Woodward and Bernstein: Trump could be headed for his Saturday Night Massacre
© Getty Images

Watergate reporters Bob Woodward and Carl Bernstein say President TrumpDonald John TrumpGOP divided over impeachment trial strategy Official testifies that Bolton had 'one-on-one meeting' with Trump over Ukraine aid Louisiana governor wins re-election MORE could be on the path to his own "Saturday Night Massacre," citing reports that he already wants to fire the special counsel probing his administration and campaign.

"We’re here again. A powerful and determined president is squaring off against an independent investigator operating inside the Justice Department," Woodward and Bernstein wrote in The Washington Post, saying the situations have become "eerily similar."


Trump reportedly tried to fire special counsel Robert MuellerRobert (Bob) Swan MuellerSpeier says impeachment inquiry shows 'very strong case of bribery' by Trump Gowdy: I '100 percent' still believe public congressional hearings are 'a circus' Comey: Mueller 'didn't succeed in his mission because there was inadequate transparency' MORE last summer over his investigation into Russia's meddling in the 2016 election, and the legendary reporters said it was "no wonder many people are making comparisons to the 'Saturday Night Massacre' of 1973," when Nixon dismissed the special prosecutor tasked with investigating Watergate. 

Trump reportedly only backed off trying to fire Mueller when the White House counsel threatened to resign.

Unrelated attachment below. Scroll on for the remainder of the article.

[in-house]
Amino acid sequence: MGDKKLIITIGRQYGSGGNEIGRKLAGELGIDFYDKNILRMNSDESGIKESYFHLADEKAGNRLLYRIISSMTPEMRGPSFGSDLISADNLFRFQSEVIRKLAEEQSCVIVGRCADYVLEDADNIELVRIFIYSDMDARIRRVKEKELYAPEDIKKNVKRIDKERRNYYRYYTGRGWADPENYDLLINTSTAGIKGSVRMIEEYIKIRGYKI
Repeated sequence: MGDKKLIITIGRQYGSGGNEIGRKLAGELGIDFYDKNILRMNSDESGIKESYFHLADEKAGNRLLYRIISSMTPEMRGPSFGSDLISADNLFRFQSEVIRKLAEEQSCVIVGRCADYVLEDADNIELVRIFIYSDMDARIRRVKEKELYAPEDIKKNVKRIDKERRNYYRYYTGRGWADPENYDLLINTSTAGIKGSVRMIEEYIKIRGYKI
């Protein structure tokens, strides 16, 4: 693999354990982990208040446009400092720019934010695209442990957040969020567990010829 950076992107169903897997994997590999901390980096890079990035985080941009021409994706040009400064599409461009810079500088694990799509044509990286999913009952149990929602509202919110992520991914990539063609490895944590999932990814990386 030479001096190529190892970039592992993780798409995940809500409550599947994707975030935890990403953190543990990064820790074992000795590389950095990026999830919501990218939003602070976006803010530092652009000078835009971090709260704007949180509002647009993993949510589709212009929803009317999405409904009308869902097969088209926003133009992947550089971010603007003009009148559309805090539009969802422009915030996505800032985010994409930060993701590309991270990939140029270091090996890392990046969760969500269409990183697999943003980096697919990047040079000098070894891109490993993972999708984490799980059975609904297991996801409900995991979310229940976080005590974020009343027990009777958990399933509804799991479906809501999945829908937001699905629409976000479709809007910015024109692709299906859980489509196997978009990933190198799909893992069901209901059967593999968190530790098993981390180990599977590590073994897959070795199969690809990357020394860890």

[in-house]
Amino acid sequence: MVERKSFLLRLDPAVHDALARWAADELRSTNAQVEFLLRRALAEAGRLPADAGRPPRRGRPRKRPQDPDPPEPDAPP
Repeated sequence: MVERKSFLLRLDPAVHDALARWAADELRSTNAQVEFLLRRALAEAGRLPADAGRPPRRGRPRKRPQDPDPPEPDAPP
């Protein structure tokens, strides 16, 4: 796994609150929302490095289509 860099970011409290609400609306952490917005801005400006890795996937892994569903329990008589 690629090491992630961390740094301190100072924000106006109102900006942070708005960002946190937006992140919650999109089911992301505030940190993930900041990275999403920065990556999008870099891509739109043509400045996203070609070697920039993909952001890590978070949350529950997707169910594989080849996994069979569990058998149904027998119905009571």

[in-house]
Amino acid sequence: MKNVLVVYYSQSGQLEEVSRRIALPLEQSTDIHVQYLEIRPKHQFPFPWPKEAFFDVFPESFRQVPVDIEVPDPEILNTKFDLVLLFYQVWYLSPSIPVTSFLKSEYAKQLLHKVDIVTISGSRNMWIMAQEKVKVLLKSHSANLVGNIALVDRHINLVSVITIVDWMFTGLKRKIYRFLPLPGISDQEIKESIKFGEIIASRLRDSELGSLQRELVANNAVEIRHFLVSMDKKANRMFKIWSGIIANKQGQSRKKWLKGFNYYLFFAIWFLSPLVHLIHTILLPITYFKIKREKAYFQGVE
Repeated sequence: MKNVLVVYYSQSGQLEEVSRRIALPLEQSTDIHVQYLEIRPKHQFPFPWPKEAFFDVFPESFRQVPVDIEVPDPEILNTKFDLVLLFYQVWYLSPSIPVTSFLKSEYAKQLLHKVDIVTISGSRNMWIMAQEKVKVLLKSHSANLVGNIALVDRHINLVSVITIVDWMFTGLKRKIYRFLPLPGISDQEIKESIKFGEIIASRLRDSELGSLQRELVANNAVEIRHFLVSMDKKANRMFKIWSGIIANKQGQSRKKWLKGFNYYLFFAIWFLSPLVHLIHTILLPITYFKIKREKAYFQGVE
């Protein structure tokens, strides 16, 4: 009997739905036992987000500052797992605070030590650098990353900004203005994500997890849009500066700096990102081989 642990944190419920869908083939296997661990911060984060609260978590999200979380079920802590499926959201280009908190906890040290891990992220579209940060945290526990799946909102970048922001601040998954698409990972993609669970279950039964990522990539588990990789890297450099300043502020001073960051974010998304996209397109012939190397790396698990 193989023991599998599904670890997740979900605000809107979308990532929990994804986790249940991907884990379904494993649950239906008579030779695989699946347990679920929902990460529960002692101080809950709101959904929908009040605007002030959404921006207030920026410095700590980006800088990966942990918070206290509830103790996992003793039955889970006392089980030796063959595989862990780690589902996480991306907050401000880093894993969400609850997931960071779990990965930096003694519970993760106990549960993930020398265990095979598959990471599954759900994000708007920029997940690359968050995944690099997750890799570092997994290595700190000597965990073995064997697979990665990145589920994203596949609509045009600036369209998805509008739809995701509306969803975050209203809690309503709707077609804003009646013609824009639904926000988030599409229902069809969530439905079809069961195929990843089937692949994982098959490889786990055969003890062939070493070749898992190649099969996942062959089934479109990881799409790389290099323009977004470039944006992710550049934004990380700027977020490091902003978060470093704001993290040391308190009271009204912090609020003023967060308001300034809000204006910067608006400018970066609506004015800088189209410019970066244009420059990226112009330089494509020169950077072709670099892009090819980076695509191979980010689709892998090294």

President Nixon demanded the firing of Archibald Cox, the special counsel appointed by Attorney General Elliot Richardson, for his efforts to obtain Oval Office tapes despite Nixon's refusal. 

Both Richardson and the deputy attorney general resigned over Nixon's demands, in what became known as the "Saturday Night Massacre."  

Woodward and Bernstein said that the Russia story will go on, but that Trump's mistakes have mirrored Nixon's more than once. 

"Soon thereafter, Nixon made two fateful miscalculations," they wrote. "He appointed another special prosecutor to replace Cox, and he turned over an initial batch of tapes, including one that vividly incriminated him. The Trump-Mueller history is yet to be written."

Some Republicans in Congress have pushed for the appointment of a second special counsel to investigate possible political bias on Mueller's team. Republicans are now claiming that a surveillance warrant used against a Trump campaign adviser proves political bias in the FBI and an effort by law enforcement to undermine the presidency. 

Democrats say the GOP is trying to undermine Mueller's probe, which has already yielded two guilty pleas from former Trump aides, as well as the indictments of two others.

Multiple lawmaker have said the ouster of Mueller would represent a "red line" for Trump.